Twin Creeks Farm has become a double threat. Its racing stable made it to last year’s Kentucky Derby Presented by Yum! Brands (gr. I) with Louisiana Derby winner (gr. II) Mission Impazible, and over the past few years the Twin Creeks breeding operation has made headlines as breeder of 2009 Darley Alcibiades (gr. I) winner Negligee and co-breeder of 2011 Pennsylvania Derby (gr. II) victor To Honor and Serve, who also scored last year in the Nashua and Remsen stakes (both gr. II).
Pretty impressive stuff for Twin Creeks, a 180-acre spread just outside the tiny hamlet of Nonesuch, Ky., in southern Woodford County, 15-20 miles away from powerhouses such as Lane’s End and WinStar farms. In the mostly tobacco-growing and cattle-raising area, Twin Creeks stands out like a jewel, which is what owner Steve Davison and longtime friend and farm manager Randy Gullatt had in mind when they started Twin Creeks in 1992.
Through private and public purchases as well as retiring racemares campaigned by Twin Creeks, the farm currently has a healthy roster of 18 producers, including 12 stakes winners, despite the fact they’ve taken money off the table through the years by selling some of their higher-profile mares. Among the latter group is La Paz, a multiple stakes winner trained by Gullatt who was sold to Summer Wind Farm for $1.6 million. La Paz is the dam of Mission Impazible; Forest Camp, a grade II winner raced by Aaron and Marie Jones; grade III stakes winner Spanish Empire, raced in partnership by Twin Creeks; and stakes winner Kiddari. Twin Creeks also sold Pilfer, the dam of To Honor and Serve, for $650,000 in 2008 at Keeneland’s November mixed sale.
Gullatt said Pilfer, by Deputy Minister, figured to cross well with Bernardini, an A.P. Indy son.
“To Honor and Serve was a long, leggy colt, the kind you would think could run the classic distance,” he said. “We hoped he would develop into what he has turned out to be, which is awesome.”
Despite selling La Paz and Pilfer, Twin Creeks has plenty of firepower left on the farm. Stakes-winning Tamweel has produced Ghost Is Clear, who won this year’s Hansel Stakes as a Twin Creeks homebred. Perfect Six, a multiple stakes winner, is the dam of Buffalo Man, a multiple graded stakes winner by El Prado. Other young broodmares at Twin Creeks are stakes winners May Night, Queen of Hearts, Miss Catalyst, Funny Feeling, Arabis, Unspoken Word, Wild Promises, Littlebitabling, Midst, and Silence Dogood.
“When we set up the farm, our goal was to get a good group of mares we felt comfortable with to start a racing and breeding program,” said Gullatt. “Basically we breed everything to sell (Taylor Made Sales Agency handles most of the consignments), and the ones we like that don’t bring the money we think they should, we race. If we don’t feel good about a mare, they’re not in our breeding program. They’re either stakes horses or ones we felt good about that got injured.”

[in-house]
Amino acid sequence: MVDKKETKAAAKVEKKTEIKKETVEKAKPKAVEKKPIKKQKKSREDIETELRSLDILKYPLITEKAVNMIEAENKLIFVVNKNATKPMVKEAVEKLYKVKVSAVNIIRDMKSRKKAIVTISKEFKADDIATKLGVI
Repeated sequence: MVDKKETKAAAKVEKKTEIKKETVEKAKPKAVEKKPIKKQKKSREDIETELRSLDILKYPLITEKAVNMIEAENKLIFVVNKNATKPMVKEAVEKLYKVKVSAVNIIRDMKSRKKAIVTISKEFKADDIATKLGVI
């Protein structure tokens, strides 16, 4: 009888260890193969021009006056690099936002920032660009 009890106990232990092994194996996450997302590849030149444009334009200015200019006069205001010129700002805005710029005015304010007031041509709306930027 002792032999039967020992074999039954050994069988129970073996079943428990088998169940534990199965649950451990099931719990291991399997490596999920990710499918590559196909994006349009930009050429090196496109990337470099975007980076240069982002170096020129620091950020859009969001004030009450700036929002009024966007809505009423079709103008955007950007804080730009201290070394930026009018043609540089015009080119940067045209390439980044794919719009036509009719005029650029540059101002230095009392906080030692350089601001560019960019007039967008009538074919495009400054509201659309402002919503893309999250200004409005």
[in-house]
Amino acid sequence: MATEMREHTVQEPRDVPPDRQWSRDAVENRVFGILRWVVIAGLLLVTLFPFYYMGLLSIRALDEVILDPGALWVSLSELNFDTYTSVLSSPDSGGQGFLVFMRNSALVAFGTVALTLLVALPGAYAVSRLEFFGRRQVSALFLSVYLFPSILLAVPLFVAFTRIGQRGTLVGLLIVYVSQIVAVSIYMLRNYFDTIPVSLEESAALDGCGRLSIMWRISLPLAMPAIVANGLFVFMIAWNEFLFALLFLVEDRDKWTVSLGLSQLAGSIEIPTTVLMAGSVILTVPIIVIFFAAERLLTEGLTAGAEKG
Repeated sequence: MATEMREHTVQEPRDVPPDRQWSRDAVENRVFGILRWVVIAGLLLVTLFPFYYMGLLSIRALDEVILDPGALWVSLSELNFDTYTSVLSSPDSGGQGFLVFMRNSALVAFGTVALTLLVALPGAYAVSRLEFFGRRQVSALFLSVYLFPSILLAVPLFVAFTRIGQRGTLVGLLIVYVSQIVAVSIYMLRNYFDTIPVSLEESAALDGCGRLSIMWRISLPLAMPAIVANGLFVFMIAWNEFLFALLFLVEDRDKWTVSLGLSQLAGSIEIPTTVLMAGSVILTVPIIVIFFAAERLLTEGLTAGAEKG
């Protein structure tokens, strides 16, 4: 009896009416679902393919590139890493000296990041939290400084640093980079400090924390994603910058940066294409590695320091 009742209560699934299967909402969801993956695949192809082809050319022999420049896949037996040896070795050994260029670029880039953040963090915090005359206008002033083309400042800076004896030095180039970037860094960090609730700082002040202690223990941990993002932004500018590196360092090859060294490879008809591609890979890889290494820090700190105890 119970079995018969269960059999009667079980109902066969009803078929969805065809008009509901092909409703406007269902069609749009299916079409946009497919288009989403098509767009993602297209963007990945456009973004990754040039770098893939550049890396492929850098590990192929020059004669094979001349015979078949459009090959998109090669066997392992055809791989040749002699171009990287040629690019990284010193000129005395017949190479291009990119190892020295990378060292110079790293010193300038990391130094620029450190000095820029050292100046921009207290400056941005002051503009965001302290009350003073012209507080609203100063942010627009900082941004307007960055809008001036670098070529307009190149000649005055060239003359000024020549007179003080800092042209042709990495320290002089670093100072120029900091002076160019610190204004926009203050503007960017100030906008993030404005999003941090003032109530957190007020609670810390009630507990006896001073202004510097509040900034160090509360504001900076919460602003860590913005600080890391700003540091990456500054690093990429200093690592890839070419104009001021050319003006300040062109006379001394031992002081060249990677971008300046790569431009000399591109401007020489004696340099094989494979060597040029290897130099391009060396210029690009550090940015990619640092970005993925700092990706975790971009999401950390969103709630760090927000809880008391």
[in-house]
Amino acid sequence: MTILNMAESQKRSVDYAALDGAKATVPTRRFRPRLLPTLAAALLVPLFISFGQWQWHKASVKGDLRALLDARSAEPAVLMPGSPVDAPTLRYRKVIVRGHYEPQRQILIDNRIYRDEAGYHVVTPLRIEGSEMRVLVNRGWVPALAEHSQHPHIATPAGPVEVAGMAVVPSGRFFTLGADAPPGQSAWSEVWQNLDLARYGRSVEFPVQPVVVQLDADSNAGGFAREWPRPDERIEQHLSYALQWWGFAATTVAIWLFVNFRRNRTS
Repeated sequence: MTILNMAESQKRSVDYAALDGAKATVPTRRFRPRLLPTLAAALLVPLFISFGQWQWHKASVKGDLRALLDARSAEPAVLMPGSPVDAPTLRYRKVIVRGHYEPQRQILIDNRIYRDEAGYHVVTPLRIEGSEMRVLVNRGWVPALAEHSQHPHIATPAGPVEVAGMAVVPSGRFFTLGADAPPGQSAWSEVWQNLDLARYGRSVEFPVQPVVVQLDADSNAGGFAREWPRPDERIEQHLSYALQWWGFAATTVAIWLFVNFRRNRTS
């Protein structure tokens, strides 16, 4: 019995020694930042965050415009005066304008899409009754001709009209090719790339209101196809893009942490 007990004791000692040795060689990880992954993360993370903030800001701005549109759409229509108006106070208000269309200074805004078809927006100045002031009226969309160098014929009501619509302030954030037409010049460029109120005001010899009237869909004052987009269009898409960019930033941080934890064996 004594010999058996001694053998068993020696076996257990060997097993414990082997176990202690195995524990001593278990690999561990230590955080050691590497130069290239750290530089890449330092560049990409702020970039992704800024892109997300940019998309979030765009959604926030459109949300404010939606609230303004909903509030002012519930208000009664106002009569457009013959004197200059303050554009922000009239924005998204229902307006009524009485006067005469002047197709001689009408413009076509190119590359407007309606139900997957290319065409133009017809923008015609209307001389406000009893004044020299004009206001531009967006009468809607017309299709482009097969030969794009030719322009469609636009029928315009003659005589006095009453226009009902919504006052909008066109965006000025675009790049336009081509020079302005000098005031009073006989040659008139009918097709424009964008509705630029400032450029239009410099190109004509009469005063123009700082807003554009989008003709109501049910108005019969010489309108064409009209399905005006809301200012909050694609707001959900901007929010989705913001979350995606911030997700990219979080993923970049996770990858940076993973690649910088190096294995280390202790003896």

The farm is not shy about breeding its mares to top stallions. They have gone to Tapit, Bernardini, Malibu Moon, Indian Charlie, Giant’s Causeway, and Unbridled’s Song.
“We pick what we feel is best for the mare,” said Gullatt. “Just because you breed to those kinds of stallions doesn’t mean you’re always going to get a good horse. We feel like we have to take a shot and hope it turns out.”
One that has definitely turned out is Mission Impazible, a 4-year-old son of Unbridled’s Song. Like most other Twin Creek racers, he is owned by a partnership whose members buy into a group of horses. After running ninth of 20 in the Kentucky Derby, Mission Impazible was shelved until this year, and the rest did him good as he won the New Orleans Handicap (gr. II) in March, then missed annexing the Stephen Foster Handicap (gr. I) by a neck, finishing second. After a pair of even but unplaced runs in the Whitney and Woodward (both gr. I) at Saratoga this summer, he is being pointed to the Fayette Stakes (gr. II) at Keeneland Oct. 29 and the Clark Handicap (gr. I) at Churchill Downs.
“He’s danced the big dances, and we really want to give him a shot at winning a grade I,” Gullatt noted. “We hope to syndicate him and stand him at stud. He won at 2 in April, won a Derby prep, and has come back to be a good handicap horse. That’s a pretty good résumé. And, knock on wood, he’s very sound. So we’d love to win a race at Keeneland in front of the breeders and then the Clark. That would be a good career.”